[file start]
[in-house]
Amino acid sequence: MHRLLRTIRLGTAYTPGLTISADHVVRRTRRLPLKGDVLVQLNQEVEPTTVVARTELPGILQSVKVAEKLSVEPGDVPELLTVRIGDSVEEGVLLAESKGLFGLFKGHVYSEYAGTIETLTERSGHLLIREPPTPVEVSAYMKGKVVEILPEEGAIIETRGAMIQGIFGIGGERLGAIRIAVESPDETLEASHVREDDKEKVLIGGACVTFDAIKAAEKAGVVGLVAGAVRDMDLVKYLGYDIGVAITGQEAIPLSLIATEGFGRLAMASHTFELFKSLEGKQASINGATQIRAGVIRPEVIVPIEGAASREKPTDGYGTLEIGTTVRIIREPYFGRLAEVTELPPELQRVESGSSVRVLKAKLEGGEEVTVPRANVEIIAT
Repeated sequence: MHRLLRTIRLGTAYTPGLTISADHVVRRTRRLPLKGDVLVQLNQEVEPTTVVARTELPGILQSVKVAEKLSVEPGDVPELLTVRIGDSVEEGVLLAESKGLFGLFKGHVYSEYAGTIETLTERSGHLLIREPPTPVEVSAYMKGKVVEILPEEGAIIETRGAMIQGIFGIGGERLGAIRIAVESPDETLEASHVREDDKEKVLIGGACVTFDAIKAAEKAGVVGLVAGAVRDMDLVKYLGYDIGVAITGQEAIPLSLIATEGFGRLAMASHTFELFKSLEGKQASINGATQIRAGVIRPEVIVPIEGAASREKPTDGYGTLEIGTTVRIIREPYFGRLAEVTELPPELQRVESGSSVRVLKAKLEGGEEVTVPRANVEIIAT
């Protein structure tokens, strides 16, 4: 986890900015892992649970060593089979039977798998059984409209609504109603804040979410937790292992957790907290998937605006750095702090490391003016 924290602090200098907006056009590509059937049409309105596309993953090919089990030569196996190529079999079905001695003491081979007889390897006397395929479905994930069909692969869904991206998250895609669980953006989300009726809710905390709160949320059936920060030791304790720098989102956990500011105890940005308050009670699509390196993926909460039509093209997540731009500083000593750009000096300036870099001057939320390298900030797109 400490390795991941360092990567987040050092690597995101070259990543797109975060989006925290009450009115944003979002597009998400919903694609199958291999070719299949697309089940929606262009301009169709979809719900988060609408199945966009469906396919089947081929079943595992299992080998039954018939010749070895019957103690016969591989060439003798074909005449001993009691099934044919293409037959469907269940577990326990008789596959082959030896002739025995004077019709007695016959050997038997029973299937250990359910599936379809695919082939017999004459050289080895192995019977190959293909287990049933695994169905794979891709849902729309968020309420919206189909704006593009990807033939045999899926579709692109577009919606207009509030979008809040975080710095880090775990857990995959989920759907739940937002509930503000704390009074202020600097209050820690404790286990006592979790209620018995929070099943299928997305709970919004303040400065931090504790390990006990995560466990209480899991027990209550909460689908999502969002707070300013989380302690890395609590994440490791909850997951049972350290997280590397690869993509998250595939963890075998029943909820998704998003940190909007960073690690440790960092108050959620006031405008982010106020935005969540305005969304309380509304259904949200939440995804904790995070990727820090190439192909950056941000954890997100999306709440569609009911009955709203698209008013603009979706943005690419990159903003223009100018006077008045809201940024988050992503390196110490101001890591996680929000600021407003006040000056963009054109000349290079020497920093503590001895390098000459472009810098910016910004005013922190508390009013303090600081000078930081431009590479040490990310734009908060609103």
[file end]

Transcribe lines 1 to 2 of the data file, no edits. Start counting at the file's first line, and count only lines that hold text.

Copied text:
[in-house]
Amino acid sequence: MHRLLRTIRLGTAYTPGLTISADHVVRRTRRLPLKGDVLVQLNQEVEPTTVVARTELPGILQSVKVAEKLSVEPGDVPELLTVRIGDSVEEGVLLAESKGLFGLFKGHVYSEYAGTIETLTERSGHLLIREPPTPVEVSAYMKGKVVEILPEEGAIIETRGAMIQGIFGIGGERLGAIRIAVESPDETLEASHVREDDKEKVLIGGACVTFDAIKAAEKAGVVGLVAGAVRDMDLVKYLGYDIGVAITGQEAIPLSLIATEGFGRLAMASHTFELFKSLEGKQASINGATQIRAGVIRPEVIVPIEGAASREKPTDGYGTLEIGTTVRIIREPYFGRLAEVTELPPELQRVESGSSVRVLKAKLEGGEEVTVPRANVEIIAT